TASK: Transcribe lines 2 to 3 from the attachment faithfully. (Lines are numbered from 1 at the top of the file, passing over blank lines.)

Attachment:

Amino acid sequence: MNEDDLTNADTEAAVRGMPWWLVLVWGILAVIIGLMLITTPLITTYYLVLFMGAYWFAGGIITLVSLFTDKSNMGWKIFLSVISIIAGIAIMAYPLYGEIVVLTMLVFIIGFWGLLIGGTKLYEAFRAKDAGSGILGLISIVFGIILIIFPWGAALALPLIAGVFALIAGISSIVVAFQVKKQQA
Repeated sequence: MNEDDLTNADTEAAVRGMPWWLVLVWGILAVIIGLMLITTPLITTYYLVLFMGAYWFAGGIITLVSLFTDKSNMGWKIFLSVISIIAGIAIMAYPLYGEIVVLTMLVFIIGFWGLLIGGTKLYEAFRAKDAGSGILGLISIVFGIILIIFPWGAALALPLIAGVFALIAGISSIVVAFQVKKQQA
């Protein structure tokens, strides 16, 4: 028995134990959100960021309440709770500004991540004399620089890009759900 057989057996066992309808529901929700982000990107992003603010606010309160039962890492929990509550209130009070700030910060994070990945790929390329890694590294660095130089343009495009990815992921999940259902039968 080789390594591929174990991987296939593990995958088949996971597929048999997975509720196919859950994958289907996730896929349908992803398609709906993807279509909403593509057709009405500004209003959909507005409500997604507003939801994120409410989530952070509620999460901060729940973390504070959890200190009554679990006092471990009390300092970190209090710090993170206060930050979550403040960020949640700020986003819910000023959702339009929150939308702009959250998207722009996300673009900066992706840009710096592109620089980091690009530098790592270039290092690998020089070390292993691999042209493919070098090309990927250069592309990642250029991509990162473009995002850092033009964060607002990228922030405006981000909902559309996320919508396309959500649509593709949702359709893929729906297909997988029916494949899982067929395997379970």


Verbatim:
Repeated sequence: MNEDDLTNADTEAAVRGMPWWLVLVWGILAVIIGLMLITTPLITTYYLVLFMGAYWFAGGIITLVSLFTDKSNMGWKIFLSVISIIAGIAIMAYPLYGEIVVLTMLVFIIGFWGLLIGGTKLYEAFRAKDAGSGILGLISIVFGIILIIFPWGAALALPLIAGVFALIAGISSIVVAFQVKKQQA
């Protein structure tokens, strides 16, 4: 028995134990959100960021309440709770500004991540004399620089890009759900 057989057996066992309808529901929700982000990107992003603010606010309160039962890492929990509550209130009070700030910060994070990945790929390329890694590294660095130089343009495009990815992921999940259902039968 080789390594591929174990991987296939593990995958088949996971597929048999997975509720196919859950994958289907996730896929349908992803398609709906993807279509909403593509057709009405500004209003959909507005409500997604507003939801994120409410989530952070509620999460901060729940973390504070959890200190009554679990006092471990009390300092970190209090710090993170206060930050979550403040960020949640700020986003819910000023959702339009929150939308702009959250998207722009996300673009900066992706840009710096592109620089980091690009530098790592270039290092690998020089070390292993691999042209493919070098090309990927250069592309990642250029991509990162473009995002850092033009964060607002990228922030405006981000909902559309996320919508396309959500649509593709949702359709893929729906297909997988029916494949899982067929395997379970």